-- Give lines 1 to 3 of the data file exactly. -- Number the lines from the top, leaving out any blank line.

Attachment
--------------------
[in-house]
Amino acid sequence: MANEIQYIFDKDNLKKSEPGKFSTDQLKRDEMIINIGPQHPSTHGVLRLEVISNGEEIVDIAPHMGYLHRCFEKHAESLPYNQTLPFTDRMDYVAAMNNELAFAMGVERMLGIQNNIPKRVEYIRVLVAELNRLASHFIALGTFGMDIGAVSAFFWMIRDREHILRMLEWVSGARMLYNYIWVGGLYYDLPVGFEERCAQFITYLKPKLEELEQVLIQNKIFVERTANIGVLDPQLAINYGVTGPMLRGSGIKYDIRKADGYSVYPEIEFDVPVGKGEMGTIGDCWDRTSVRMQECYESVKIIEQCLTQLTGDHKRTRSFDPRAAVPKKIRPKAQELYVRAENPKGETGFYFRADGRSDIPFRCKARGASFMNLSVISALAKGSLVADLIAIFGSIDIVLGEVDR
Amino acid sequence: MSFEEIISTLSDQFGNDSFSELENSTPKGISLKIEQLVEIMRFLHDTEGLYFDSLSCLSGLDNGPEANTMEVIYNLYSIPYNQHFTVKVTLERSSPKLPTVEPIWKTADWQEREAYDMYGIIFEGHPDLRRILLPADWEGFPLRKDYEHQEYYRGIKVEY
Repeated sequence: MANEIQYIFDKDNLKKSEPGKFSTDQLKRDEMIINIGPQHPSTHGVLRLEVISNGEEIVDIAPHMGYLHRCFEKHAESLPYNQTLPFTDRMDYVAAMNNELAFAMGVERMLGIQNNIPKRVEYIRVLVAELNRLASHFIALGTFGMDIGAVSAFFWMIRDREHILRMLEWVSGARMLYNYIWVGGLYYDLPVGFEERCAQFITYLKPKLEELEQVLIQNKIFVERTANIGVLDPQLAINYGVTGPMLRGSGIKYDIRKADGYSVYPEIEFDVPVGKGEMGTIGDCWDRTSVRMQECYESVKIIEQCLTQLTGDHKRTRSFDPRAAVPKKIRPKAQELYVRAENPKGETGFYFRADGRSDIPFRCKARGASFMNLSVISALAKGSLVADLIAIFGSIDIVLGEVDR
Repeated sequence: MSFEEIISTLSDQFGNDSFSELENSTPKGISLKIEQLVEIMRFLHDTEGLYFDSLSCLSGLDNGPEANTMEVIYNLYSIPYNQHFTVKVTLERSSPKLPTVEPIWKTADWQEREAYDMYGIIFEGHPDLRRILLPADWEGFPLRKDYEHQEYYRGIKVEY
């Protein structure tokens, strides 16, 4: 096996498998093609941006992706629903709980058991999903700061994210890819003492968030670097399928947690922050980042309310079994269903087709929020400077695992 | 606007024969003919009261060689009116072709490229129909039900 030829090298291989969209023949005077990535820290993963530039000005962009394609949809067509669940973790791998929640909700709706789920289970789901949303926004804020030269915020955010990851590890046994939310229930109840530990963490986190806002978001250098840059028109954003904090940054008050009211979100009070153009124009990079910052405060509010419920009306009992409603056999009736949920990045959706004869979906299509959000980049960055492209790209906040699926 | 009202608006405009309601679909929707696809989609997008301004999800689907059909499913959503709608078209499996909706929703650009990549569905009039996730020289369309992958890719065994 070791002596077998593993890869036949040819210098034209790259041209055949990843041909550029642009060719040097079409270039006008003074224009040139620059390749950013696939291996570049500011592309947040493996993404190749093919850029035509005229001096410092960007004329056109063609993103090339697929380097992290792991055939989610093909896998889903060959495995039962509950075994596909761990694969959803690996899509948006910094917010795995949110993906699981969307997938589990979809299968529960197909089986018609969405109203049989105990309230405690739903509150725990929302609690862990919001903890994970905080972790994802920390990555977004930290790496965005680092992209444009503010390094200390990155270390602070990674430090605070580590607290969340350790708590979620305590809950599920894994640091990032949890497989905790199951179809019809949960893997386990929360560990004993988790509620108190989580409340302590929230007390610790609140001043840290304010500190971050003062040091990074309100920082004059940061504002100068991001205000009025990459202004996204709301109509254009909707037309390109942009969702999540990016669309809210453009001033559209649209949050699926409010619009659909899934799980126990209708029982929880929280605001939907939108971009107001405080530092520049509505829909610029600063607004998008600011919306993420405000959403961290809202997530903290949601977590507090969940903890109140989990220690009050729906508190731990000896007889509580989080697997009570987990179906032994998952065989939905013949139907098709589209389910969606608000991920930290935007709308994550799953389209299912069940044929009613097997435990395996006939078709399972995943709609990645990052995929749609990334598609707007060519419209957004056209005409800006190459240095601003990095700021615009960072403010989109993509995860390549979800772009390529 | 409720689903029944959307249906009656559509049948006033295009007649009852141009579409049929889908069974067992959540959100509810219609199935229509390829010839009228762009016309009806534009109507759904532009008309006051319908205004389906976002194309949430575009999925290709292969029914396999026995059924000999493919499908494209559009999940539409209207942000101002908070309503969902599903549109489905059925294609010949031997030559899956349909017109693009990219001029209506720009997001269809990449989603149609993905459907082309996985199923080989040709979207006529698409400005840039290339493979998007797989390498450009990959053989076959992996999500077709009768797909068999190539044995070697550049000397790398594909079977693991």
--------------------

[in-house]
Amino acid sequence: MANEIQYIFDKDNLKKSEPGKFSTDQLKRDEMIINIGPQHPSTHGVLRLEVISNGEEIVDIAPHMGYLHRCFEKHAESLPYNQTLPFTDRMDYVAAMNNELAFAMGVERMLGIQNNIPKRVEYIRVLVAELNRLASHFIALGTFGMDIGAVSAFFWMIRDREHILRMLEWVSGARMLYNYIWVGGLYYDLPVGFEERCAQFITYLKPKLEELEQVLIQNKIFVERTANIGVLDPQLAINYGVTGPMLRGSGIKYDIRKADGYSVYPEIEFDVPVGKGEMGTIGDCWDRTSVRMQECYESVKIIEQCLTQLTGDHKRTRSFDPRAAVPKKIRPKAQELYVRAENPKGETGFYFRADGRSDIPFRCKARGASFMNLSVISALAKGSLVADLIAIFGSIDIVLGEVDR
Amino acid sequence: MSFEEIISTLSDQFGNDSFSELENSTPKGISLKIEQLVEIMRFLHDTEGLYFDSLSCLSGLDNGPEANTMEVIYNLYSIPYNQHFTVKVTLERSSPKLPTVEPIWKTADWQEREAYDMYGIIFEGHPDLRRILLPADWEGFPLRKDYEHQEYYRGIKVEY